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Finance Brief: Warren Says Democrats Open to Loosening Regulations for Community Banks, Credit Unions

Washington Brief

  • Sen. Elizabeth Warren (D-Mass.) said Senate Democrats are open to working with Republicans on “targeted” measures that would ease regulations affecting community banks and credit unions. Warren, who has shown little willingness to work with the GOP on loosening financial regulations, said she remains opposed to proposals that would limit consumer protections or weaken regulations for big banks. (The Wall Street Journal)
  • The Trump administration could implement some of the regulatory changes recommended by the Treasury Department without congressional approval. Some of the recommendations include changing stress-testing procedures and making it easier for banks to comply with federal capital rules. (Financial Times)
  • House Freedom Caucus Chairman Mark Meadows (R-N.C.) said members of the conservative bloc of lawmakers want to raise the debt ceiling by $1.5 trillion. That figure is about $1 trillion lower than what the Trump administration wants, Meadows said, and if enacted would likely mean the debt ceiling would require congressional action shortly after the 2018 midterm elections. (Politico)

Business Brief

  • The top branch banking official at Wells Fargo & Co. said the company used its new compensation practices for the first time in May. The lender overhauled its compensation policy after its cross-selling scandal by placing an emphasis on rewarding teams instead of individuals. (Reuters)
  • Three former currency traders from the United Kingdom waived extradition and will voluntarily travel to the United States to face federal criminal trials regarding their alleged involvement in foreign exchange manipulation. The banks that previously employed them — Barclays Plc, JPMorgan Chase & Co., and Citigroup Inc. — have already paid civil penalties to the U.S. government related to the alleged rigging. (The New York Times)
  • One proposal in the Treasury Department’s financial regulation report calls for a Consumer Financial Protection Bureau database on consumer complaints and responses to be available only to the government, instead of its current public availability. While the report says a public database poses too many reputational risks to companies, one legal expert said the move would make it easier for companies to “take advantage” of consumers. (Bloomberg News)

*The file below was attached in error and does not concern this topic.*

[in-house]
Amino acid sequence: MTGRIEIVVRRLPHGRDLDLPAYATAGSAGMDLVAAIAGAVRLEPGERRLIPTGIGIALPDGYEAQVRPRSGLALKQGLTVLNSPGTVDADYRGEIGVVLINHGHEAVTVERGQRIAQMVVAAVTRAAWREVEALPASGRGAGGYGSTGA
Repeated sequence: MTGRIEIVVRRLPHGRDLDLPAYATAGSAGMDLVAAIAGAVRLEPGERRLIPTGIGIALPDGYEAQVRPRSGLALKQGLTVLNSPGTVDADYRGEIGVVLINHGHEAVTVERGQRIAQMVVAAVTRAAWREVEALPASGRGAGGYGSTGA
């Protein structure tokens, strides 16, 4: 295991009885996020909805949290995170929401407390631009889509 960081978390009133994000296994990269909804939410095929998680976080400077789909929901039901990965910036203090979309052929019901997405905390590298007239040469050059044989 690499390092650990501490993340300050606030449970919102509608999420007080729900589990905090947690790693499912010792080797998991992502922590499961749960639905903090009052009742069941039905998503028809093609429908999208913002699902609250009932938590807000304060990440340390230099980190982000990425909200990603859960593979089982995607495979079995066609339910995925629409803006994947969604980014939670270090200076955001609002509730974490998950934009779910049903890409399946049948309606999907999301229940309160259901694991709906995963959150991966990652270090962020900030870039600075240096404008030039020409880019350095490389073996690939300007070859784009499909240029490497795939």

Chart Review

Events Calendar (All Times Local)

Wednesday
House Appropriations subcommittee hearing with Treasury’s Mnuchin 10 a.m.
House Financial Services Committee marks up flood insurance bills 10 a.m.
CompTIA webinar on blockchain 1 p.m.
Senate Small Business Committee hearing on tax reform 3 p.m.
Thursday
Senate Banking Committee hearing on regional and large banks 10 a.m.
FSR event on financial regulation in the Trump administration 10 a.m.
Cato Institute event on financial crisis and GSEs 10 a.m.
National Journal webinar on what’s next for financial reform 11 a.m.
National Economists Club discussion with economist Anthony Elson 11 a.m.
FDIC teleconference on liquidity risk and funds management 2 p.m.
Friday
Harvard event on state of nation’s housing 12 p.m.

 

General

A summary of significant Treasury proposals that *don’t* require Congress
Alexandra Scraggs, Financial Times

The US Treasury’s recommendations for financial regulation generally look like a reasonable banker’s wish list — not an Elizabeth Warren proposal, but not unexpected. It’s important to keep in mind that most of them can’t be implemented by Treasury alone.

Top GOP lawmaker optimistic on enacting Treasury’s Dodd-Frank revamp
Ian McKendry, American Banker

A key Republican lawmaker welcomed Treasury Department recommendations on how to reform financial regulations and expressed optimism that many of the suggestions could become law. “We now have a recommendation from the administration that we can start digging into,” Senate Banking Committee Chairman Mike Crapo said Tuesday during an appearance at a conference hosted by the Securities Industry and Financial Markets Association and The Clearing House Association.

Which Treasury reg reform priorities could become real?
John Heltman and Rob Blackwell, American Banker

As policymakers and industry observers began to digest the 150-page regulatory reform report released by the Treasury Department late Monday, attention quickly turned to what items on the wish list are most likely to actually be adopted. While many of the legislative proposals in the Treasury blueprint are similar to a House relief bill passed last week, they face an uphill battle in the Senate.

Meadows: Freedom Caucus eyeing $1.5 trillion debt ceiling increase
Rachael Bade, Politico

Some House Freedom Caucus conservatives want to raise the debt ceiling by a smaller amount than the Trump administration would like — just long enough to clear the 2018 mid-term elections, the group’s leader said Tuesday. The Freedom Caucus has not taken an official position on a specific number. But Chairman Mark Meadows emerged from a group meeting Tuesday night saying some of his conservative colleagues are looking at a $1.5 trillion lift in the nation’s borrowing cap.

Trump Wants to Hide Your Complaints About Wall Street
Shahien Nasiripour, Bloomberg News